Jamie Tabberer

Pop maths - Rufus Wainwright

Rufus singing Judy Garland covers + Martha = Mean Girls quote ("Too gay to function.")

We donned our blazers and hit London's Royal Opera House yesterday for Rufus Does Judy! the first of Rufus Wainwright's five-night residency at the iconic venue with throughly mixed expectations. I mean, we adore the man but why Rufus? Yes, he's an opera-lover and writer, but why should such an honour be bestowed on him before anyone else? Before, say, a British artist? Was it simply because Rufus had the audacity to accept the offer and take the risk? Would that be arrogance or bravery?

And singing Judy Garland covers no less: a thankfully shorter take on his infamous Rufus Does Judy! tour in which he channeled the Wizard of Oz star's legendary Carnegie Hall performance, a move that was considered cheeky at the time, never mind now, a handful of years later. His new retrospective CD collection, narcissistically named House of Rufus and comprised of 19 discs, also hints at some level of arrogance, does it not? NINE. TEEN. DISCS. That's excessive even by Madonna's standards.

But thank god, in this instance two hours and over 20 songs of nonstop warbling goes down surprisingly easily. He gets away with it, of course he does. Despite the grandeur of the ROH and the showmanship Judy's back catalogue demands, not to mention Rufus's unpredictability as a performer, the set was surprisingly intimate and understated - there's no arrogance to be found here. Who'd have thought it? The most shocking and/or attention-seeking moment of the evening was Martha Wainwright's zebra catsuit, but more about her later. Rufus, dressed conservatively by his standards, gave a highly controlled vocal performance, in contrast to his Winehouse-seque staggering about (and at the ROH no less! *clutches pearls*) and the endearing moments of shy, off-the-cuff campery (god knows why, but a story about a trip to Selfridges was rapturously received) in between songs.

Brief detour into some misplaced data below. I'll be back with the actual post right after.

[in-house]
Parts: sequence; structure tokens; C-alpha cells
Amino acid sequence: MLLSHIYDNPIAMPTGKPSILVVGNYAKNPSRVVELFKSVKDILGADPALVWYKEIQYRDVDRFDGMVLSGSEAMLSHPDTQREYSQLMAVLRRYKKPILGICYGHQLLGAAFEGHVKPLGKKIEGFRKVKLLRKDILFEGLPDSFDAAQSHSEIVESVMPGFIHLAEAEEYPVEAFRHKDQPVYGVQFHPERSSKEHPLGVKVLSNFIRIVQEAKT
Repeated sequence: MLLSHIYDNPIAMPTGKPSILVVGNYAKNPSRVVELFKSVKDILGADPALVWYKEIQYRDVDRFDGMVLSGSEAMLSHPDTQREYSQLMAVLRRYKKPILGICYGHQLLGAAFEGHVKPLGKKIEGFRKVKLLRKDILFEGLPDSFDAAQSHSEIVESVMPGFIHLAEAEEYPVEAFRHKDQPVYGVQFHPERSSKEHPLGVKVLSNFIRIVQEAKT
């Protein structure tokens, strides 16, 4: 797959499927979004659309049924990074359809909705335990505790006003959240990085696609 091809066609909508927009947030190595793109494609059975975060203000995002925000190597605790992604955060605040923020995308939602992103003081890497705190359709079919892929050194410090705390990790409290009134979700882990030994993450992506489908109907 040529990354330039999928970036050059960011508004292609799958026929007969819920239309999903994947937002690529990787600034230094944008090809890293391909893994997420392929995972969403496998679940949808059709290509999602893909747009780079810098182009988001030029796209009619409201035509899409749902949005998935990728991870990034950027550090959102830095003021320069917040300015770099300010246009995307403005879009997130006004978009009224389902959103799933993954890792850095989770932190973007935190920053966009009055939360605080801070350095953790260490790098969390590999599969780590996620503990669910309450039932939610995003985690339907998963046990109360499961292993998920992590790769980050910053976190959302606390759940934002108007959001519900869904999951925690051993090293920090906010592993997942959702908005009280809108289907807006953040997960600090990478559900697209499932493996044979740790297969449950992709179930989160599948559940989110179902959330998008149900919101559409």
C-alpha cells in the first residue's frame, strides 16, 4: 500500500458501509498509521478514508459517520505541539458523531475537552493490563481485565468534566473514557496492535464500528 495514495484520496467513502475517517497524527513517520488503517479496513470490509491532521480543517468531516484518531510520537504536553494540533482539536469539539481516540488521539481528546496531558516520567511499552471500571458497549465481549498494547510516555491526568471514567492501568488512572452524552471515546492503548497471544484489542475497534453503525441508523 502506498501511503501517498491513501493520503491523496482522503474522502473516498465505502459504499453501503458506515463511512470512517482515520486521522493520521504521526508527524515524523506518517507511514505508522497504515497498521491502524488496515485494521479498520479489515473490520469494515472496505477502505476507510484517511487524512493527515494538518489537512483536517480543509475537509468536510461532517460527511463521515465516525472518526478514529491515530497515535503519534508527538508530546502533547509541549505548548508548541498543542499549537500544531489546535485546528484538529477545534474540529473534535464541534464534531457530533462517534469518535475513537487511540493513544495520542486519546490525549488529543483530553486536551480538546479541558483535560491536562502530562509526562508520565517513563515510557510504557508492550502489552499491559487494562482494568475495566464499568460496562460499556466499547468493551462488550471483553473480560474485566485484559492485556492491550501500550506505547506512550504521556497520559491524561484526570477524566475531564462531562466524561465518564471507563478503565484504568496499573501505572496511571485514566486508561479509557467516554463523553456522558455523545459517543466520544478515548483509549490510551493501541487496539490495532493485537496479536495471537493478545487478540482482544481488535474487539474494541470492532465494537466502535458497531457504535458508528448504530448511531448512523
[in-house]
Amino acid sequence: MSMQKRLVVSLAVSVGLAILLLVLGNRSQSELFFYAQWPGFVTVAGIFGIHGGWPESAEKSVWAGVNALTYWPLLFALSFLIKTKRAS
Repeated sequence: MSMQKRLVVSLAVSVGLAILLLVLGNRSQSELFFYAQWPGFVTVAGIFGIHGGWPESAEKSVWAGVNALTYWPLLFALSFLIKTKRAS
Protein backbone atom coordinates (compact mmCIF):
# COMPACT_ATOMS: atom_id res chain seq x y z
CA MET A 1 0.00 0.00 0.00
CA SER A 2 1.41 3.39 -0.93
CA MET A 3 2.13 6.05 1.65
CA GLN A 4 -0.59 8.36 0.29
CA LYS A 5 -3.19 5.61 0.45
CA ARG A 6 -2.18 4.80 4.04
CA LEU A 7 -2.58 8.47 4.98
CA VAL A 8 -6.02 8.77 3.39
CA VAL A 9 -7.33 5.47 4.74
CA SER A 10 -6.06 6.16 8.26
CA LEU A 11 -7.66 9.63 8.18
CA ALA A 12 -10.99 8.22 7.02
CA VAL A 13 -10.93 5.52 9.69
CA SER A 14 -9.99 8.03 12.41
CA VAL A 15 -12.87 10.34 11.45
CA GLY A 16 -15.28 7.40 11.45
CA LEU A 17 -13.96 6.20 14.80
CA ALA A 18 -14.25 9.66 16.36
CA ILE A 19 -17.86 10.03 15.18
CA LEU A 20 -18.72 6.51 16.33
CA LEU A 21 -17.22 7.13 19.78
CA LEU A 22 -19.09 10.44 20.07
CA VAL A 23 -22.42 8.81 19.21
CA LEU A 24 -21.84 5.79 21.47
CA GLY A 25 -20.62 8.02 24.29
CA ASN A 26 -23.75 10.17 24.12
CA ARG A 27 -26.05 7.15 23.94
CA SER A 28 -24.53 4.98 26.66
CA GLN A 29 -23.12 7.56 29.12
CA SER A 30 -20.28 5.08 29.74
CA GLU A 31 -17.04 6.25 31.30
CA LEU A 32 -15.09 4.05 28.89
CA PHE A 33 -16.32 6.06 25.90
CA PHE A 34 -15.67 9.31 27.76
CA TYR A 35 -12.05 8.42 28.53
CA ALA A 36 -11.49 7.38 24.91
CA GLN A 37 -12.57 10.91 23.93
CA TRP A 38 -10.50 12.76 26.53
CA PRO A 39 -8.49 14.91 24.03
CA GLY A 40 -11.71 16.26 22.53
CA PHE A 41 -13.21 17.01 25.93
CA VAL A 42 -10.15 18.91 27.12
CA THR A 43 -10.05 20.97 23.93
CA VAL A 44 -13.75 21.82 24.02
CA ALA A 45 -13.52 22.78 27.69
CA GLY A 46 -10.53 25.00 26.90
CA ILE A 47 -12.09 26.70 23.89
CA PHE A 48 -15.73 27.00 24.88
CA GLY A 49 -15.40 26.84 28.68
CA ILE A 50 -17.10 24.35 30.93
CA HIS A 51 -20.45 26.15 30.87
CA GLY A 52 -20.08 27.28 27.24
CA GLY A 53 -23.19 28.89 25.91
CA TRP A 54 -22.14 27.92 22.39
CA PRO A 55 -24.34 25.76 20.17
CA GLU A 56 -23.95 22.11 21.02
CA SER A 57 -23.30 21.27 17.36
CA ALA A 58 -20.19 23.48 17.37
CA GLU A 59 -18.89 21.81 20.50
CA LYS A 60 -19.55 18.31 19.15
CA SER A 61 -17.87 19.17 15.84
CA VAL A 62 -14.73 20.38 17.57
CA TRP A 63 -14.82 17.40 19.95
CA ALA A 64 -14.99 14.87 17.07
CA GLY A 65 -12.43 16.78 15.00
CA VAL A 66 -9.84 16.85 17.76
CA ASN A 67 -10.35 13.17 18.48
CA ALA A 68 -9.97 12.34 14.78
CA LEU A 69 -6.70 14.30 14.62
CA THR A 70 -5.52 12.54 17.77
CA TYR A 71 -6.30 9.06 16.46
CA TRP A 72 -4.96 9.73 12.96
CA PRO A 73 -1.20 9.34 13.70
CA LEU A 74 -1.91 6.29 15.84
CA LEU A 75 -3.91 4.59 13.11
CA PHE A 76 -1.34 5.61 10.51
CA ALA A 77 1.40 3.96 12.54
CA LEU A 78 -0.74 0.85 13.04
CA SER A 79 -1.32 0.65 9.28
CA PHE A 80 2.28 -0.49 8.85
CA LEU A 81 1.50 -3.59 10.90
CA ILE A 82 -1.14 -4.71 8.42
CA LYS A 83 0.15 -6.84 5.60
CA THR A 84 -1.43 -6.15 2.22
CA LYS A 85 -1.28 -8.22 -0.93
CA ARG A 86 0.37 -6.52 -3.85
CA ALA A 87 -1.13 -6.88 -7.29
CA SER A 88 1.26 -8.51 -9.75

His focus was especially commendable on opening number When You're Smiling (The Whole World Smiles with You) before wavering charmingly on Do It Again, the only time the gruff-voiced Rufus braves the same key as Judy. Indeed, his gravelly, arguably masculine tones and distinct Canadian accent render comparisons with Garland entirely pointless. That he doesn't completely queen out and imitate her is an intelligent move on his part; if he had this foray would've fallen flat. Despite longing, frequent references to the never forgotten star and the utter commitment to a well-trodden blueprint, Rufus's performance and similarly the 2007 live album its linked to represent a separate, standalone body of work. His take on Over the Rainbow, for instance, is a jarring departure from the norm - in exchange for sweetness and light Rufus sings like the damaged adult he claims himself to be (he said as much in a moment of self-mockery last night): his voice at once coarse and velvety, and always, always heartbreaking; a voice surely every gay man relates to to some extent?

Interesting, then that his equally talented sister and the evening's special guest Martha Wainwright took a different line. Although dressed as herself, I wouldn't say she sang as herself. On her bluesy rendition of Stormy Weather she seemed to channel Judy's ghost. Her performance was absolutely note-perfect, stirringly powerful and harked back to an era many a female vocalist has all but parodied in the last few years. It was astonishing, and yes, it cast her brother's rough around the edges style in a new light. To say she upstaged him, though, is nonsense. It's clear they've been routinely upstaging each other for years with tongues firmly in cheek. These two aren't competing. And seeing them embrace was perhaps the evening's most tender moment.

I suspect the remaining four nights of Rufus's stay - including a performance with his father Loudon Wainwright on Wednesday and another Judy geek-fest on Thursday - will exude similar warmth.

Visit for tickets.

Buy House of Rufus at by clicking here.

Royal Opera House,
Covent Garden,

Words: Jamie Tabberer

Photo: Matthias Clame

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